Search for missing Malaysian jet resumes off Australia after weather improves

The plane vanished on 8 March as it flew from Kuala Lumpur to Beijing with 239 people on board. AFP
The search for the Malaysian airliner that disappeared 18 days ago resumed on Wednesday in the southern Indian Ocean, looking for debris that may unlock the mystery of why the plane ended up in frigid seas thousands of miles off course.
Australian Prime Minister Tony Abbott vowed his country will do "all it can" to recover Malaysia Airlines flight and bring closure to the families of the victims.
Prime Minister Abbott says authorities are "throwing everything we have" at the search for missing Malaysia Airlines flight MH370.
"I have pledged to Prime Minister Najib Razak of Malaysia full Australian cooperation in the recovery and investigation operation. The crash zone is as close to nowhere as it\’s possible to be, but it\’s closer to Australia than anywhere else," said Abbott.
Abbott joined the Australian parliament in a moment of silence for the 239 people on board the plane, who are presumed dead.
The Australian Maritime Safety Authority (Amsa) says 12 aircraft are taking part in Wednesday\’s operations.
Malaysian officials said satellite data shows the plane almost certainly crashed, though no debris has been located and confirmed.
The area being searched for the plane has narrowed, but is still, at around 1.6 million square kilometers, almost unfathomably large.
Australian officials said Wednesday\’s search will focus on a zone 80,000 square kilometers. Ships from countries including the U.S., China, and Australia are taking part.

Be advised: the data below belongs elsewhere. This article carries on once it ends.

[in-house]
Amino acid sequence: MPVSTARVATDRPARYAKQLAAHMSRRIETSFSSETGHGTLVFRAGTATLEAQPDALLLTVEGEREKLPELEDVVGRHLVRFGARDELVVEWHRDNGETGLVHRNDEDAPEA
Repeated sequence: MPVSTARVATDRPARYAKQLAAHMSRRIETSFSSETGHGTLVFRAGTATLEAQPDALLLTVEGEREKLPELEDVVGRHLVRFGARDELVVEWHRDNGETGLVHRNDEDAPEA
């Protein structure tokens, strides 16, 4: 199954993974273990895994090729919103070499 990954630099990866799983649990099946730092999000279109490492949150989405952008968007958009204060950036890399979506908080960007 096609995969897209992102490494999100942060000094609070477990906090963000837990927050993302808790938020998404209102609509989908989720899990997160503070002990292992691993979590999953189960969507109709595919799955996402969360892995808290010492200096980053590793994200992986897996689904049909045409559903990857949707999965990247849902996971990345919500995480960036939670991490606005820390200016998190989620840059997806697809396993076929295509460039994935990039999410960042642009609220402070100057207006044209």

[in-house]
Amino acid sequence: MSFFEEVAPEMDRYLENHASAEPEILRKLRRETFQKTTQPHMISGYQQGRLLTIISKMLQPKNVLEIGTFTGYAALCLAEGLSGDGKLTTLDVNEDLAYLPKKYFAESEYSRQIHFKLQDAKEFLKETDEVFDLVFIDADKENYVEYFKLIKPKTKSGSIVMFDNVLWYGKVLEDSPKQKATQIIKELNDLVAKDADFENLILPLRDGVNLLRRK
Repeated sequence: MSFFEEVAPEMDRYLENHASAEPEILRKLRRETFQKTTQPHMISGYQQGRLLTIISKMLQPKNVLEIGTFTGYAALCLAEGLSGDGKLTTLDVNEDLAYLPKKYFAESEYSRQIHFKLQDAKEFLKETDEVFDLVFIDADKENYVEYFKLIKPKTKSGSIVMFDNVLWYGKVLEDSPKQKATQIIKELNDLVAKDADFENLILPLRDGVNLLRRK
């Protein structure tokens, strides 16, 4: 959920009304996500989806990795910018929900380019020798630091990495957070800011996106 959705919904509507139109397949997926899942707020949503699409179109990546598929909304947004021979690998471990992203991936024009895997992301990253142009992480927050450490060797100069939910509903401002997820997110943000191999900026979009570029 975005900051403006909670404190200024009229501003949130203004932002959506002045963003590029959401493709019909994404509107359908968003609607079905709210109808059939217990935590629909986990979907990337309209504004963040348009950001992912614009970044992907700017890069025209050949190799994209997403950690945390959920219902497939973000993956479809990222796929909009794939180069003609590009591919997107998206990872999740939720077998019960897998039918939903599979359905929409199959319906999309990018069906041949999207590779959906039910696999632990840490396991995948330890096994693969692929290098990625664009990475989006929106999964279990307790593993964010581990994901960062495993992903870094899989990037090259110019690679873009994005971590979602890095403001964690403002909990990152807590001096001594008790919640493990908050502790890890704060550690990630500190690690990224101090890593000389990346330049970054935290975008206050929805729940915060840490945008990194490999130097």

Several floating objects have been located in satellite photos or from planes, but have not been identified as debris from the missing Boeing 777.
Meanwhile, China has demanded that Malaysia turn over the satellite data used to conclude that the jetliner had crashed.
Beijing sent Vice Foreign Minister Zhang Yesui as a special envoy to Malaysia to meet with officials, including Prime Minister Najib, on Wednesday.
Two-thirds of the plane\’s passengers were Chinese. Many of their families have refused to accept Malaysia\’s determination that the plane crashed.
On Tuesday, dozens of Chinese relatives staged a protest outside the Malaysian embassy in Beijing to demand more information. Of the 239 people on board flight MH370, 153 were Chinese nationals.
The plane went missing without a distress call on March 8, hours after departing Kuala Lumpur for Beijing.
Source: Agencies
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